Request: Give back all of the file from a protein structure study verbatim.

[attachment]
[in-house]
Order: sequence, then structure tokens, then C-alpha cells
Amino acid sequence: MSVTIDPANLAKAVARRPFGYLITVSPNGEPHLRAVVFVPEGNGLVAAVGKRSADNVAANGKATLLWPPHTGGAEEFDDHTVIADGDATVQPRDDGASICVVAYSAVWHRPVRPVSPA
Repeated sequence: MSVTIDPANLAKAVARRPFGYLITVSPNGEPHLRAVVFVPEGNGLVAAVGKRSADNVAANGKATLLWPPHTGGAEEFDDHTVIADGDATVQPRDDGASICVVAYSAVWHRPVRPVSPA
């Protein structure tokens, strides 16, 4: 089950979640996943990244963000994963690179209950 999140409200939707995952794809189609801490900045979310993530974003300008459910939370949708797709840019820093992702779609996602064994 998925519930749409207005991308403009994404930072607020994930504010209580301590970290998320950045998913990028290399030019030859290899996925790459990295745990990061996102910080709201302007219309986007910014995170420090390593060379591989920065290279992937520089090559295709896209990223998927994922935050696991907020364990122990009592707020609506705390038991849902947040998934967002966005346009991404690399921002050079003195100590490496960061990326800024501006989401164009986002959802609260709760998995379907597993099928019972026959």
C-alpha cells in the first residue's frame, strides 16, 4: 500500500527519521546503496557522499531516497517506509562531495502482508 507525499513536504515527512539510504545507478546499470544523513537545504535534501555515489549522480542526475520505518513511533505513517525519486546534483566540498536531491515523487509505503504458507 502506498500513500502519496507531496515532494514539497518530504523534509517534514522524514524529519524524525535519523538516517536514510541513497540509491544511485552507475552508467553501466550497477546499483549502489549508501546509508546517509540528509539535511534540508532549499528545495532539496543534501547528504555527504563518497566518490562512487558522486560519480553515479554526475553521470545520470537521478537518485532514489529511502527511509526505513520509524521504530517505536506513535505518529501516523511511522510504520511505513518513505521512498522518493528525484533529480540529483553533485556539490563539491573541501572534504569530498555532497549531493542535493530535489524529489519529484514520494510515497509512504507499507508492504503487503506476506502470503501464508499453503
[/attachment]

[in-house]
Order: sequence, then structure tokens, then C-alpha cells
Amino acid sequence: MSVTIDPANLAKAVARRPFGYLITVSPNGEPHLRAVVFVPEGNGLVAAVGKRSADNVAANGKATLLWPPHTGGAEEFDDHTVIADGDATVQPRDDGASICVVAYSAVWHRPVRPVSPA
Repeated sequence: MSVTIDPANLAKAVARRPFGYLITVSPNGEPHLRAVVFVPEGNGLVAAVGKRSADNVAANGKATLLWPPHTGGAEEFDDHTVIADGDATVQPRDDGASICVVAYSAVWHRPVRPVSPA
């Protein structure tokens, strides 16, 4: 089950979640996943990244963000994963690179209950 999140409200939707995952794809189609801490900045979310993530974003300008459910939370949708797709840019820093992702779609996602064994 998925519930749409207005991308403009994404930072607020994930504010209580301590970290998320950045998913990028290399030019030859290899996925790459990295745990990061996102910080709201302007219309986007910014995170420090390593060379591989920065290279992937520089090559295709896209990223998927994922935050696991907020364990122990009592707020609506705390038991849902947040998934967002966005346009991404690399921002050079003195100590490496960061990326800024501006989401164009986002959802609260709760998995379907597993099928019972026959």
C-alpha cells in the first residue's frame, strides 16, 4: 500500500527519521546503496557522499531516497517506509562531495502482508 507525499513536504515527512539510504545507478546499470544523513537545504535534501555515489549522480542526475520505518513511533505513517525519486546534483566540498536531491515523487509505503504458507 502506498500513500502519496507531496515532494514539497518530504523534509517534514522524514524529519524524525535519523538516517536514510541513497540509491544511485552507475552508467553501466550497477546499483549502489549508501546509508546517509540528509539535511534540508532549499528545495532539496543534501547528504555527504563518497566518490562512487558522486560519480553515479554526475553521470545520470537521478537518485532514489529511502527511509526505513520509524521504530517505536506513535505518529501516523511511522510504520511505513518513505521512498522518493528525484533529480540529483553533485556539490563539491573541501572534504569530498555532497549531493542535493530535489524529489519529484514520494510515497509512504507499507508492504503487503506476506502470503501464508499453503